5. Often a period of political ferment throws up organisations that vacillate between reform and revolution, or at least blur the distinction (such as the USP mentioned above). Such organisations at certain times can act as a lightning rod for activists who are moving left but have not yet broken with reformism. Trotsky, writing in the mid-1930s, defined the phenomenon:
Under conditions when the traditional mass organisations are in the process of collapse and decomposition, centrism represents in many cases an inevitable transitional stage—even for progressive working class groupings. Marxists must be able to find access to all such tendencies, in order by example and propaganda to speed their passage to the revolutionary road.
Such organisations are by definition unstable, liable to break up under the pressures of outside events that force upon them sharp decisions. "Centrist" formations can flare up and become mass organisations in periods of class ferment and revolutionary crisis—but they reflect a temporary convergence of heterogeneous forces moving in different directions. Such parties, as Trotsky pointed out, can be very positive because they bring into their ranks workers and activists who have been awakened to struggle and are moving leftward.
Our criterion for evaluating centrist formations and parties is whether or not they advance the process of radicalisation—are they a product of, and a help to, shifting working class, student and radical activists to the left? That is why, for example, we rejected the regroupment perspective in the 1980s—in a period of defeat, regroupment projects tended to act as stepping-stones for leftists on their way out of revolutionary politics, not conduits for those moving toward it.
6. The growth of the global justice movement, the reemergence of class struggle (albeit defensive) and the adaptation of the main reformist parties in Europe to the neoliberal model have created a political space on the left to bring together old and new forces into new political formations (partially electoral and partially movementoriented) which are to the left of social democracy and give political expression to the new period.
The Scottish Socialist Party (SSP) is one example. The LCR (Revolutionary Communist League) in France plans to organise a joint electoral platform with lo (Workers' Fight), and has also put out a call for the formation in France of a new "anticapitalist" party:
The LCR addresses itself to all those who want a left alternative that breaks with all the policies conducted by the socialliberal left as well as by the right. We want to say to them that we are ready to unite as of now with all those who are willing to, of course to develop struggles and mobilisations, but also to build a new broad, pluralist political force, radically anticapitalist and resolutely democratic.
In Greece, a coalition of forces around an initiative formed in 2001, "The Space for Dialogue and Common Action of the Left", has also issued a call, "Declaration of the Initiative for the Regroupment of the Left", which brings together Synaspismos, a leftward moving, reformist electoral party that won just over three percent of the vote in 2000 and gained six parliamentary seats, the cp and left groups that split from the cp, along with radical green and far left organisations like our sister group dea (International Workers' Left), as well as groups with Maoist roots.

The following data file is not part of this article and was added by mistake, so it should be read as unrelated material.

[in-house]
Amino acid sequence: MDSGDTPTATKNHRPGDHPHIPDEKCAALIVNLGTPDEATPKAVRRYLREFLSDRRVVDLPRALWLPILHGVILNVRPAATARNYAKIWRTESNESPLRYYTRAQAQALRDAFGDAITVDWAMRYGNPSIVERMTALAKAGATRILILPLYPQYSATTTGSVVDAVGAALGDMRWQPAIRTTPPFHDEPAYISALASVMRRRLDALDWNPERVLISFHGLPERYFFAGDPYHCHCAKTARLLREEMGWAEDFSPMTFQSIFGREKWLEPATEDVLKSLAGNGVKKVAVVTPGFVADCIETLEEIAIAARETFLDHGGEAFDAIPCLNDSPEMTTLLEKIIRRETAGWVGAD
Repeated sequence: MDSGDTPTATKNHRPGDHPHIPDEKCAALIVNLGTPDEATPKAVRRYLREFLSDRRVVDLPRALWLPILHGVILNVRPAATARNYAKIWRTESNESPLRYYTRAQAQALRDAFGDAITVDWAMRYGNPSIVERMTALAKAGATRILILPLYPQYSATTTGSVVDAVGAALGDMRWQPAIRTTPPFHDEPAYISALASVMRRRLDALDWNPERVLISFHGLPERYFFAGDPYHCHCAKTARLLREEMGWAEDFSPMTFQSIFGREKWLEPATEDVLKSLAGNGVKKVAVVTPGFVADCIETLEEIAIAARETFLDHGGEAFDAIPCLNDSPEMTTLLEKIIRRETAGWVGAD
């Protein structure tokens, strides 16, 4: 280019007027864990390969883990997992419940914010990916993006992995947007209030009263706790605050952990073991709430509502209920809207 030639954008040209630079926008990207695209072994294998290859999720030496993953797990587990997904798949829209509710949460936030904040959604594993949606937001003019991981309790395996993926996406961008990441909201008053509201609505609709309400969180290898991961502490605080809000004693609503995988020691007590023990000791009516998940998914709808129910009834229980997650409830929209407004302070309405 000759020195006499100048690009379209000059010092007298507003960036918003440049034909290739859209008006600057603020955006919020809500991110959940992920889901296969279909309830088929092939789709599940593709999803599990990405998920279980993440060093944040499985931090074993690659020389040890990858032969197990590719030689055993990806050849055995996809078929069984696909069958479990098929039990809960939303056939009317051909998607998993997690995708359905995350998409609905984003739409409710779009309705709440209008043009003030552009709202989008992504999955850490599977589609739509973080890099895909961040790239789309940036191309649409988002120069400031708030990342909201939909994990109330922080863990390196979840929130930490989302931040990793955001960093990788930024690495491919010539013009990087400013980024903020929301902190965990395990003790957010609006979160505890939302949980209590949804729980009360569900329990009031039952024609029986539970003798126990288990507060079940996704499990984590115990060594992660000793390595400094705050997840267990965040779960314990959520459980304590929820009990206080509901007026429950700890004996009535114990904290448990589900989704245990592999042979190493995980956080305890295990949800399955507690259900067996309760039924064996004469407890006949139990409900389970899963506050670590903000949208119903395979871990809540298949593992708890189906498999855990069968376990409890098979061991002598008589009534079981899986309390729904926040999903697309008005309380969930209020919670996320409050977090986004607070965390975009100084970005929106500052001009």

Murray Smith, a former member of SSP and now a member of LCR, outlines the political justification for new parties:
The forces for a new party will come out of the really existing workers'movement in all its fragmentation, recomposition/decomposition, mixing elements of the old and of the new: militants of the traditional parties, trade unionists, militants of the new social movements, of the antiglobalisation movement, of the far left.
Smith argues that the necessity of building new parties
is the transformation of social democracy (and in Italy of the PCI [Communist Party]) into parties that openly defend capitalism in theory and practice, by turning against their own social base, with the resulting disaffection of activists and of their electoral base. The surviving CPs are caught up in a spiral of decline, torn between tailending social democracy and falling back on a sterile sectarianism. That is new and that's what allows us to speak of a crisis of the political representation of the working class.
We can question the categorical way in which Smith outlines the trajectory of these developments, for the precise character of how these new parties, coalitions and organisations form is still unresolved. Differences in levels of struggle and peculiarities of organisations and parties in different countries will create different combinations and possibilities. What we can say is that these are positive developments, creating opportunities to build a stronger left united around a rejection of neoliberal capitalism. Revolutionaries would be cutting themselves off from newly radicalising forces if they did not participate in them.